One of the constant privacy topics that comes around like a boomerang every now and then is related to mobile apps and the permissions they require users to agree to before apps can be installed. But users rarely read the privacy policies that come with their apps, and rarely understand them when they actually do read them.

At least that’s what a video says, posted on YouTube by Silent Circle, the company making the most secure Android handset out there — though it too was found to have been potentially harmful to owners.

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The company interviewed smartphone users on the street, asking them to read the privacy policies of certain mobile apps out loud. Spoiler alert: Just as expected, most users appeared to be frightened by apps permissions — and anyone looking at those reactions would be too.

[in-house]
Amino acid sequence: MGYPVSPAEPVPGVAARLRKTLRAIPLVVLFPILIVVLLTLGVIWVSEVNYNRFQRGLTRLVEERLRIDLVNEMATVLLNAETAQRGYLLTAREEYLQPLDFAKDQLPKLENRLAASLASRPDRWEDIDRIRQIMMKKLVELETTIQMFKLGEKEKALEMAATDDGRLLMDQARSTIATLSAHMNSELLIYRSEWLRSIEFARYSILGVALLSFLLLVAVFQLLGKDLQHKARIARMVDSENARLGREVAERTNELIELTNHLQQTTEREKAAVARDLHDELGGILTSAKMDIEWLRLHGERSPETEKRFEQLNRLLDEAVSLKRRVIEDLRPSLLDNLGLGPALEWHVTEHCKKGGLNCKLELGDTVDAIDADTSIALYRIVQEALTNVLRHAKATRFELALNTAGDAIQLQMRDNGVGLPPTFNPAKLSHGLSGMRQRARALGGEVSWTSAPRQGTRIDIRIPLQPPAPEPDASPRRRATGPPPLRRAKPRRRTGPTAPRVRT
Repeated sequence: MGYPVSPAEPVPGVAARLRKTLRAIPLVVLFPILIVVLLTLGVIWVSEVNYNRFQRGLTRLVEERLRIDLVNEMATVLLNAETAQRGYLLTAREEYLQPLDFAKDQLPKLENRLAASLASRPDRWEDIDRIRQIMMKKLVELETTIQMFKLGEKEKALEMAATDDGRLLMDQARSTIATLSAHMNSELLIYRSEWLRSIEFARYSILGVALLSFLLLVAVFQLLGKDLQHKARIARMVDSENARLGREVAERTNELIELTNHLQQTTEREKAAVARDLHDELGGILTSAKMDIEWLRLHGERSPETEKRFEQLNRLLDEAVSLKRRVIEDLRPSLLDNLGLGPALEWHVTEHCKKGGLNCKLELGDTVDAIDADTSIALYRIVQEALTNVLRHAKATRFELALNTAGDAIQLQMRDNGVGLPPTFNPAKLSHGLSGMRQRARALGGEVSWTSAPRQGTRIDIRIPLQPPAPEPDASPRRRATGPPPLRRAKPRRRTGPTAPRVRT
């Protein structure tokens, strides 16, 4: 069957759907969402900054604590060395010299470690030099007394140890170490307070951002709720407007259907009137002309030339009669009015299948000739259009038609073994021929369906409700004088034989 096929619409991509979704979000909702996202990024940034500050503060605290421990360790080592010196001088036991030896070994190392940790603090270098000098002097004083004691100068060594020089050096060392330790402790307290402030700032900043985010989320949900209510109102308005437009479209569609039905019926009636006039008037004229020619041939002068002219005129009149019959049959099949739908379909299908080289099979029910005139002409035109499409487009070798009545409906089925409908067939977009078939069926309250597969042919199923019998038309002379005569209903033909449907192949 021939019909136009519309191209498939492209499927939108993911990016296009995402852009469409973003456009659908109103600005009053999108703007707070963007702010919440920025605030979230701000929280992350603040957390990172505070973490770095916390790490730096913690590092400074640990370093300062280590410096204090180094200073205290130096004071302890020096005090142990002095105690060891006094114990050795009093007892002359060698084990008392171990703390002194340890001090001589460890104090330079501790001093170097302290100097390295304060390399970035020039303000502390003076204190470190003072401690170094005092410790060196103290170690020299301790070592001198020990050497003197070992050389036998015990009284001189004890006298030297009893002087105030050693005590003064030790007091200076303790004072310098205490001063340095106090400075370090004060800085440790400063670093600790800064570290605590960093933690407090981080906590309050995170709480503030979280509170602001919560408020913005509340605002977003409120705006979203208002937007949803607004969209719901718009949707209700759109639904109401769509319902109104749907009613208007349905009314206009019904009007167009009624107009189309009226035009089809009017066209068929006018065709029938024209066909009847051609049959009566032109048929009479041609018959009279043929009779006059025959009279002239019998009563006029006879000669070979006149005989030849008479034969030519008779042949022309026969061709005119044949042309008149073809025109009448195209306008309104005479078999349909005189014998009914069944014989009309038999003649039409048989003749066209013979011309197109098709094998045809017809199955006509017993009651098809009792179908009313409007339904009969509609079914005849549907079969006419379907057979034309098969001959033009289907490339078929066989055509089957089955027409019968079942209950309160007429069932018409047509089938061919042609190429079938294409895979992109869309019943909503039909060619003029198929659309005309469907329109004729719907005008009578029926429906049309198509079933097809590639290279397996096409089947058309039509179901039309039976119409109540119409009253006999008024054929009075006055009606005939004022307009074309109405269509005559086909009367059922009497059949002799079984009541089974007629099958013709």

But Silent Circle doesn’t explain what apps it used for the purpose of its privacy experiment, nor does it say whether those permissions would be required for those apps to work as advertised. It doesn’t even specifically target Android or iPhone apps, though it can be easily seen that many of the devices in the video are made by Apple.

The point Silent Circle is making, however, is more than clear — users should be aware of apps permissions, and should know why some of them require special access to private data.

But that also means users should know that not agreeing to privacy policies also means they won’t be able to use the apps, or some of their functions. After all, not all apps requiring access to certain aspects of your phone, including contacts, microphone, calls, messages and others, are out to spy on you of collect data for advertisers.

Silent Circle’s privacy policy reaction video follows below, with more details about mobile privacy matters, as explained by the company, available at this link.

Chris Smith started writing about gadgets as a hobby, and before he knew it he was sharing his views on tech stuff with readers around the world. Whenever he's not writing about gadgets he miserably fails to stay away from them, although he desperately tries. But that's not necessarily a bad thing.